With Friends Like These…

The answer to the last quotable was interesting for what it suggested about living as pilgrims check-to-jowl amongst the heathen. But imagine testifying before the House and Senate on the proposed Department of Education saying what Van Til does in Foundations of Christian Education (Presbyterian & Reformed, 1990):

“Non-Christians believe that the personality of the child can develop best if it is not placed face to face with God. Christian believe that the child’s personality cannot develop at all unless it is placed face to face with God. Non-Christian education puts the child in a vacuum. In this vacuum the child is expected to grow. The result is that the child dies. Christian education alone really nurtures personality because it alone gives the child air and food.”

“Non-Christians believe that authority hurts the growth of the child. Christians believe that without authority a child cannot live at all.”

 “No educational content that cannot be set into a definitely Christian-theistic pattern and be conducive to the development of covenant personality has any right to appear in our schools.”

 “What sense is there in spending money for teaching arithmetic in a Christian school rather than in a so-called neutral school unless you are basically convinced that no space-time fact can be talked about taught unless seen in its relationship to God? When speaking thus of the absolute antithesis that underlies the education policies of our schools, it is not too much to say that if any subject could be taught elsewhere than in a Christian school, there would be no reason for having Christian schools.”

“The only reason why we are justified in having Christian schools is that we are convinced that outside of a Christian-theistic atmosphere there can be no more than an empty process of one abstraction teaching abstractness to other abstractions.”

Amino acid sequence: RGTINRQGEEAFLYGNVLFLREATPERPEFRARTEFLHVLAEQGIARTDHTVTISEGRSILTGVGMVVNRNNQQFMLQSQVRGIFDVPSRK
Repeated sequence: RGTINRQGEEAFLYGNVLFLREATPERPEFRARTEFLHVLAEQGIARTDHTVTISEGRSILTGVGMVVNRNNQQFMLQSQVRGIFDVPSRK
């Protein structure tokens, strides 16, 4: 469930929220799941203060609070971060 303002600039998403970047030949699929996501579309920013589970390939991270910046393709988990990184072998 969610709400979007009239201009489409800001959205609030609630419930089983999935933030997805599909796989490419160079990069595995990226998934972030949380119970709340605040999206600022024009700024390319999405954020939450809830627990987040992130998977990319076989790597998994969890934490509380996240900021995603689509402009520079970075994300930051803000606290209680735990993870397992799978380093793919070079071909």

“No teaching of any sort is possible except in Christian schools.”

“The ground for the necessity of Christian schools lies in this very thing, that no fact can be known unless it be known in its relationship to God. And once this point is clearly seen, the doubt as to the value of teaching arithmetic in Christian schools falls out of the picture. Of course arithmetic must be taught in a Christian school. It cannot be taught anywhere else.”

“…if you cannot teach arithmetic to the glory of God, you cannot do it any other way because it cannot be done any other way by anybody.”

“On the basis of our opponents the position of the teacher is utterly hopeless. He knows that he knows nothing and that in spite of this fact he must teach. He knows that without authority he cannot teach and that there are no authorities to which he can appeal. He has to place the child before an infinite series of possibilities and pretend to be able to say something about the most advisable attitude to take with respect to the possibilities, and at the same time he has to admit that he knows nothing at all about those possibilities. And the result for the child is that he is not furnished with an atmosphere in which he can live and grow.”

“In contrast with this the Christian teacher knows himself, knows the subject, and knows the child. He has the full assurance of the absolute fruitfulness of his work. He labors in the dawn of everlasting results.”

But Van Til isn’t alone. A branch of the “Take Back America” effort, the website The American View enlists his words along with plenty other Presbyterian and Reformed stalwarts in the fight against the pagans and their satanic workshop known as government schools where everyone knows that

 “Putting a child or young adult in the God-hating, Christless ‘public schools’ is a form of child-sacrifice. It is soul-murder.”

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11 Responses to With Friends Like These…

  1. John Yeazel says:

    I think you are on to something here Zrim. When you watch shows like “Real Time with Bill Maher” and see how religious people from all persuasions respond to him you see that something is really askew in how we relate to each other. Not that I think Maher does not provoke a lot of it and that I agree with all that he says. But he does see some issues about religion and the state more clearly than a lot of religious people do. This was really the topic of discussion on the last show which is worth watching and thinking about. You can get it on “On Demand” if you have it. It is the one with the military guy who he interviews and tries to make a fool of. I am surprised the military guy kept his cool. I cannot remember his name. On the panel was the lady who wrote the book on how the “liberal” media persecutes the religious perspective.